Currently smack-omemo-signal is the only module available that implements the double ratchet functionality, but there has been a lot of discussion on the XMPP Standards Foundations mailing list regarding the use of alternative (more permissively licensed) libraries for OMEMO (like for example Olm, a double ratchet implementation from our friends over at the [matrix] project). So once there is a new specification that enables the use of other libraries, it should be pretty easy to write another module for smack-omemo enabling OMEMO support for clients that are not GPLv3 compatible as well.

 

Smack’s OMEMO modules are my first bigger contribution to a free software project and started as part of my bachelors thesis. I’m quite happy with the outcome

 

Smack Logo
Also Smack has a new Logo!

 

That was a lot of talking about OMEMO. Now comes the second functioning of this blog post, my GSoC update.

 

My project of implementing Jingle File Transfer (XEP-0234) for Smack is going relatively well. I'm stuck at some points where there are ambiguities in the XEP or things I don't know yet, but most of the time I find another construction site where I can continue my work. Currently I'm implementing stanza providers and elements needed for file transfer. Along the way I steadily create Junit tests to keep the code coverage at a high level. Already it pays off when there are fiddly changes in the element structure. I already got file transfer over Jingle IBB working.

 

It’s a real pleasure to learn all the tools I never used before like code coverage reports or mocking and I think Flow does a good job introducing me to them one by one.

 

That’s all for now. Happy hacking

The Ignite Realtime Community is proud to announce the 4.1.4 release of Openfire. This release signifies our continued effort to have a stable 4.1 release series while work progresses on the next major release.  A changelog exists denoting our 14 resolved issues and you can download the release builds from our website.  The following table contains a reference of release build files, their associated sha1sums and the number of times the previous release for that build type was downloaded.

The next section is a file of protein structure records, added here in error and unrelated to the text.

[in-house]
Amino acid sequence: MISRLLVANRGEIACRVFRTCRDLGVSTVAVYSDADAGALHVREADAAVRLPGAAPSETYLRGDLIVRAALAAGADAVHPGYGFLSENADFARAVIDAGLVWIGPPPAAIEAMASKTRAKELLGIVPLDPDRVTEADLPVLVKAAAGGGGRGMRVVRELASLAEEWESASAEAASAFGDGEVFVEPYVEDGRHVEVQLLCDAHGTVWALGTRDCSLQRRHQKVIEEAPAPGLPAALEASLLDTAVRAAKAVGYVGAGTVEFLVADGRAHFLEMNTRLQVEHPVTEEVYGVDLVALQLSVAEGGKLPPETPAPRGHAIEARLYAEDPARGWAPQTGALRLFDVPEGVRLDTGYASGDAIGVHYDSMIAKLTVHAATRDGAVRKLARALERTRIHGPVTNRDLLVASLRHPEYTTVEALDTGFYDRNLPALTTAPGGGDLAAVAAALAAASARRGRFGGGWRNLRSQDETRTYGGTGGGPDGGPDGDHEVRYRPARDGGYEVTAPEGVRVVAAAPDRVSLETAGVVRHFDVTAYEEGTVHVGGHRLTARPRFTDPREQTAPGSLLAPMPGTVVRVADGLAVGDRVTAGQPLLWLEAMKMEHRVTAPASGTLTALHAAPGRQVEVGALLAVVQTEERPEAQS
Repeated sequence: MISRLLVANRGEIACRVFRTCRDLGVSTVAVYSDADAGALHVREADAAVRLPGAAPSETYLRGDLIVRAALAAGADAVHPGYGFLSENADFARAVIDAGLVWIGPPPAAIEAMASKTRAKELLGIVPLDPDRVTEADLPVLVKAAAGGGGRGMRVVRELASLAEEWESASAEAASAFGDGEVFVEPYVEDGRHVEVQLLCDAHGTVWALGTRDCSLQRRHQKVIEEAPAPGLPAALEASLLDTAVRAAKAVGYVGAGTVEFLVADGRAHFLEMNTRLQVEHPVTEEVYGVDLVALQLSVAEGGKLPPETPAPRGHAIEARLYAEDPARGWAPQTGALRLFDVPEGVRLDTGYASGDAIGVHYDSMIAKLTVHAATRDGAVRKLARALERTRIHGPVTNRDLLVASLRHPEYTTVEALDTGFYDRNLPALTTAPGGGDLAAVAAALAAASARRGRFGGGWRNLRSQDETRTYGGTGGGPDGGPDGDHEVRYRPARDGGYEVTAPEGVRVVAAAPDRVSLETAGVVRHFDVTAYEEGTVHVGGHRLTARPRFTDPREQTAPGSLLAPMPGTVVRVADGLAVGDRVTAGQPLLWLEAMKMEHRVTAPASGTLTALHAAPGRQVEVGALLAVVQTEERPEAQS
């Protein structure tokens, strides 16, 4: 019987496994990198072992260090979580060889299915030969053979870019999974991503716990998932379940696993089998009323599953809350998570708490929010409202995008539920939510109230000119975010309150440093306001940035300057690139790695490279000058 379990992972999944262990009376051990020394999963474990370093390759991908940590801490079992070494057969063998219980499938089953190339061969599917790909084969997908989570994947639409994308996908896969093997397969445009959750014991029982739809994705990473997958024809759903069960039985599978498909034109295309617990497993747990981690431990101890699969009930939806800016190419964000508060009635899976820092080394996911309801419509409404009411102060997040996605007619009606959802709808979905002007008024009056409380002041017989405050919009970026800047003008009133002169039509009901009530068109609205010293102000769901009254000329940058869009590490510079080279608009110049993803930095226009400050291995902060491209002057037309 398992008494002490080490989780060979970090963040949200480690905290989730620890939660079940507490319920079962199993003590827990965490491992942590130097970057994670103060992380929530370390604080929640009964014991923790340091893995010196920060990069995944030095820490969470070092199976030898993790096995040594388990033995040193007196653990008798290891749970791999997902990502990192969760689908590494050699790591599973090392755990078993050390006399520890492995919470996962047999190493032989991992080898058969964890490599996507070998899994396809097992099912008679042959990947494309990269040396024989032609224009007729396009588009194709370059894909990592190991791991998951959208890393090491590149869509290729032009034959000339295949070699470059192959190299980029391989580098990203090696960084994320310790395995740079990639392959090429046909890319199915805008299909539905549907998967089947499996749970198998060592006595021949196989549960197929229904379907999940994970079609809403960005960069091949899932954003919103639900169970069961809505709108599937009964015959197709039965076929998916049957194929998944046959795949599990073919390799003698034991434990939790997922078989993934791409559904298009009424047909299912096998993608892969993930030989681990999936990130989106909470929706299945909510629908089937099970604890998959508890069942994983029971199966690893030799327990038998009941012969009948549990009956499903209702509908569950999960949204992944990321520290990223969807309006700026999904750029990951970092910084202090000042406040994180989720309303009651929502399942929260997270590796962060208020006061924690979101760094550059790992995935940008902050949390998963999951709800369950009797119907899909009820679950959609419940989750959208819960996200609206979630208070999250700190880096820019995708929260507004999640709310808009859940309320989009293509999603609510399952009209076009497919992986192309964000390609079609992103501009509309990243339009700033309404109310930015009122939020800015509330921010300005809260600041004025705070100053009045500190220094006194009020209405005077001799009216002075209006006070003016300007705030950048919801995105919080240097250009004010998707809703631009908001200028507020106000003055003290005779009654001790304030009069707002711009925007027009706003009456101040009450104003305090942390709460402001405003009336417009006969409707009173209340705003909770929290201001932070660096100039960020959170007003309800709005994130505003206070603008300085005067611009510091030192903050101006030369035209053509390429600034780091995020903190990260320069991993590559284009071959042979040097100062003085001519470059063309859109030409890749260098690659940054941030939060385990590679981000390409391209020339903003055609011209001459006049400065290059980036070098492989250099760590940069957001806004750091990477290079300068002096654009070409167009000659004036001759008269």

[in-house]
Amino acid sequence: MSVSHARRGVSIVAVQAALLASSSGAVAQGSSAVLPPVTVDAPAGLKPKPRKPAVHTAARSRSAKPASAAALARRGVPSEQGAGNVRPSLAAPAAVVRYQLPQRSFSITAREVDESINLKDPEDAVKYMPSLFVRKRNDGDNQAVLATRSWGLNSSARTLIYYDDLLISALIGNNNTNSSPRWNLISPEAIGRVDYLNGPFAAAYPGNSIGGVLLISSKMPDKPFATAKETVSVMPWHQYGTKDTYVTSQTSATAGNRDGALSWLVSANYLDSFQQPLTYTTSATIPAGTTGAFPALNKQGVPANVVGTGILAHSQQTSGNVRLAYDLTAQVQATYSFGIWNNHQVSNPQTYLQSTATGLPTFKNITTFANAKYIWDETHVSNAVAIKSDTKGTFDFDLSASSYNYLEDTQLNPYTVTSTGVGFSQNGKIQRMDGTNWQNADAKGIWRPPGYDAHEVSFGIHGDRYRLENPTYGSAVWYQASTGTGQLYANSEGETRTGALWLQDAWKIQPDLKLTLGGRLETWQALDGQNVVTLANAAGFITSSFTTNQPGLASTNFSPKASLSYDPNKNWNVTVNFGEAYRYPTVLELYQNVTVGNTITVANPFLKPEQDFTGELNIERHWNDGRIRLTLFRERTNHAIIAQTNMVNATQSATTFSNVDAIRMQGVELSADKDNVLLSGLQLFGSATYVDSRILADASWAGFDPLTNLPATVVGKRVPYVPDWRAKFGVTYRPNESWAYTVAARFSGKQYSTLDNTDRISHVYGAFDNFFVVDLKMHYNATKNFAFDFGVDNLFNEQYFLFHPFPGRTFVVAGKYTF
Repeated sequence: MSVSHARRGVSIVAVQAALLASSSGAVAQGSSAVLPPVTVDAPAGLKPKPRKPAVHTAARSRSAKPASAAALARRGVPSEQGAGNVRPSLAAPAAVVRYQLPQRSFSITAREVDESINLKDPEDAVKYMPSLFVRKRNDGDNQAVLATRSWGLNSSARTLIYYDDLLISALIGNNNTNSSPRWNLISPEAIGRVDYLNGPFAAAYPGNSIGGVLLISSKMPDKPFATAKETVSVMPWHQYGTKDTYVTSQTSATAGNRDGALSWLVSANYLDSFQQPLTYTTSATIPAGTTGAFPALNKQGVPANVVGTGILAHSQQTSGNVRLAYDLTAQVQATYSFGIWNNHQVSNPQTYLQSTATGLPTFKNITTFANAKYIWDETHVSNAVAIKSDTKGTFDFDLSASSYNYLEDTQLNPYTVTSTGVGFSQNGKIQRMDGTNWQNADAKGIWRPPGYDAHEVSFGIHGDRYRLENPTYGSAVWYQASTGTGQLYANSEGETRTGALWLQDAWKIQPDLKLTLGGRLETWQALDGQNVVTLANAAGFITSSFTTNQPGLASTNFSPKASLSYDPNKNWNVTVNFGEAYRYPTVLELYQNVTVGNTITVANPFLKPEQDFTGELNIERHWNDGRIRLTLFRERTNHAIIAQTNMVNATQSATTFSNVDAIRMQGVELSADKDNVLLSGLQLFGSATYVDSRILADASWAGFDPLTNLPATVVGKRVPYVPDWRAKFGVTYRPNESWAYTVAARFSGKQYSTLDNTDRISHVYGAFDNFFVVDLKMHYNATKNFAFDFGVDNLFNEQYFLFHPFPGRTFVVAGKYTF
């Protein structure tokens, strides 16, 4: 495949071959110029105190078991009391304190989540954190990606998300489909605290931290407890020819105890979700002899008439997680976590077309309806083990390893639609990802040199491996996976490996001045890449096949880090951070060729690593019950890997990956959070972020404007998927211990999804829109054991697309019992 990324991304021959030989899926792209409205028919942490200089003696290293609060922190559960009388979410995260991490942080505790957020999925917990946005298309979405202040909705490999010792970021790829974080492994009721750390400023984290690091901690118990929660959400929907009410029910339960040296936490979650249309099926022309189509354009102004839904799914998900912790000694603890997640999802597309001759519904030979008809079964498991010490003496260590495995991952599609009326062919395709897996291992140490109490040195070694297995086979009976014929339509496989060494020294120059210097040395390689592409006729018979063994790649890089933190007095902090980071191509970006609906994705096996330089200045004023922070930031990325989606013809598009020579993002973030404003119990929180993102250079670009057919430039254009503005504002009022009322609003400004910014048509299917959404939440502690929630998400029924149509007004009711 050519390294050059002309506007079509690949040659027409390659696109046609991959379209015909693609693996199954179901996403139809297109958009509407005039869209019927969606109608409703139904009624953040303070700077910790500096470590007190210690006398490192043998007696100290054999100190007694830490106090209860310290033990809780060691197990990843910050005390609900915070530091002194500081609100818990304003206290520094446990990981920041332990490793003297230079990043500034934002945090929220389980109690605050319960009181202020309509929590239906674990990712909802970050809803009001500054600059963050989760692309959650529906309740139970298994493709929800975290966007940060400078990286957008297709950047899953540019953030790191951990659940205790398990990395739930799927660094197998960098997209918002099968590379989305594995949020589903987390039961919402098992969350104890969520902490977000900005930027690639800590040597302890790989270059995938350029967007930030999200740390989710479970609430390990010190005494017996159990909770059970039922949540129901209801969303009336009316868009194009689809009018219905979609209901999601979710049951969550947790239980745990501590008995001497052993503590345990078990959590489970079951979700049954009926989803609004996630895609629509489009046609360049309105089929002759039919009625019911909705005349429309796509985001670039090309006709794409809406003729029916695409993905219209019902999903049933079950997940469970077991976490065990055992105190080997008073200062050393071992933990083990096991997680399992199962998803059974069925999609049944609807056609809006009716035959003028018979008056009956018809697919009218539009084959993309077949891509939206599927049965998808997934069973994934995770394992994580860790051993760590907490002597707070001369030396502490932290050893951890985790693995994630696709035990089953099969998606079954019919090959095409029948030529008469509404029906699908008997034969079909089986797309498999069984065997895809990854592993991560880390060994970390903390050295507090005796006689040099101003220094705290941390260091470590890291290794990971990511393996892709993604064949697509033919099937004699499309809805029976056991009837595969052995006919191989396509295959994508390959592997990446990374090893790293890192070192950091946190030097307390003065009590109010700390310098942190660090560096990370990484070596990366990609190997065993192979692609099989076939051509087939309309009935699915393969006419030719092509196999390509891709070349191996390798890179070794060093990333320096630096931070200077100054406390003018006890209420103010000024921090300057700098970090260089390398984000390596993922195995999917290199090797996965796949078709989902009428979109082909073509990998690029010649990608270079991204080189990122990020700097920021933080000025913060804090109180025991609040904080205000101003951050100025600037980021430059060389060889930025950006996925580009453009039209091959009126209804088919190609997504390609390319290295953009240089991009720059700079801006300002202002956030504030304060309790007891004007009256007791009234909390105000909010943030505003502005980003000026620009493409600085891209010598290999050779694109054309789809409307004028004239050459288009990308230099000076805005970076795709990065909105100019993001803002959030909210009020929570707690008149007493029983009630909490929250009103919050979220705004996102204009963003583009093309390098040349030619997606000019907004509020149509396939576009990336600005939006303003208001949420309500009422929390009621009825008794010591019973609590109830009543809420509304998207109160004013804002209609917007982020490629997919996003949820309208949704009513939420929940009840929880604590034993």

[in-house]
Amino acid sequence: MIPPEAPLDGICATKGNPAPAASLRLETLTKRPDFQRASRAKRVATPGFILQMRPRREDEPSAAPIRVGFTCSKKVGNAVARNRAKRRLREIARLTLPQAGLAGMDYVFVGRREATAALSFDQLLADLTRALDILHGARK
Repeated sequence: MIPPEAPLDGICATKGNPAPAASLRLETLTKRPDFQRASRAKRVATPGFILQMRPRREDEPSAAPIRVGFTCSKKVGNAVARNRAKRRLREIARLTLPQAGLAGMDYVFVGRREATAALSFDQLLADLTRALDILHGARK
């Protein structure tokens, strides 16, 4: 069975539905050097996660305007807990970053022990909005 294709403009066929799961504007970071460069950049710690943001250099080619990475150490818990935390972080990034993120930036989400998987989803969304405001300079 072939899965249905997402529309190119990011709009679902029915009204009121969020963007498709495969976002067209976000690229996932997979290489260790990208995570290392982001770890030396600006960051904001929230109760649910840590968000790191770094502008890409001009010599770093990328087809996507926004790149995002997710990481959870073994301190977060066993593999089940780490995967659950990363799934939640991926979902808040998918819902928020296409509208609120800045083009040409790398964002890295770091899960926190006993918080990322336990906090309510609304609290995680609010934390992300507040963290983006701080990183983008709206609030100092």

OSsha1sumFilenameVersion 4.1.3 Downloads
Linux RPM (32bit JRE)8846cd55047d9871ef9357568e0c1a9f43c41652openfire-4.1.4-1.i686.rpm3,293
Linux RPM (No JRE)61a89afb66d74d523addbd238bf0c008ffada8aaopenfire-4.1.4-1.noarch.rpm2,249
Linux RPM (64bit JRE)8f370c7e9dfe530f7d05d93122ca72b9b563c92copenfire-4.1.4-1.x86_64.rpm12,142
Linux .deb83bf090c07daeacb59a97ddade1cd76c1dbb3030openfire_4.1.4_all.deb15,714
Mac OS37664eee2235748653ce070e873e5064a8e49bedopenfire_4_1_4.dmg4,095
Windows EXE1f417e66ec7ec729ff60cada797d112267370826openfire_4_1_4.exe43,598
Binary (tar.gz)6c8c262fbcc00c84bf86aab3787485e619757cc0openfire_4_1_4.tar.gz7,377
Binary (zip)25763a8273a5d7a66e322b3515c38dfa6c52dc6bopenfire_4_1_4.zip17,892
Source (tar.gz)680aad9967cef70ba609bb82854b9f991c8cd9c5openfire_src_4_1_4.tar.gz1,872
Source (zip)656ca8c2fe4679f340682e33e1042d6ae00f9ed3openfire_src_4_1_4.zip6,273

 

As a reminder, our development of Openfire happens on Github and we have an active MUC development chat hosted at  open_chat@conference.igniterealtime.org. We are always looking for more folks interested in helping out, so please consider pitching in!

 

As always, please report any issues in the Community Forums and thanks for using Openfire!

Flow

Smack 4.2.0 released

Posted by Flow Champion Mar 20, 2017

Around two years ago, on 2015-03-29 to be precise, Smack 4.1.0 was tagged and released. A few days ago I've tagged and released Smack 4.2.0 to Maven Central. The 4.2.0 release marks a milestone for Smack, but before I got into the exciting new features, I'd like to thank the various contributors:

 

$ git shortlog -sn 4.1.0..4.2.0

   459  Florian Schmaus

     8  Fernando Ramirez

     3  Anno van Vliet

     3  Tibo-lg

     3  damencho

     3  ramabit

     2  Andrey Starodubtsev

     2  Vyacheslav Blinov

     2  stawny

     1  Andrey Prokopenko

     1  Craig

     1  Daniel Hintze

     1  Dave Cridland

     1  David Black

     1  Dmitry Deshevoy

     1  Grigory Fedorov

     1  Hugues Bruant

     1  Ishan Khanna

     1  TheHaf

     1  Tomas Nosek

     1  Tomáš Havlas

     1  UltimateZero

     1  Vaibhav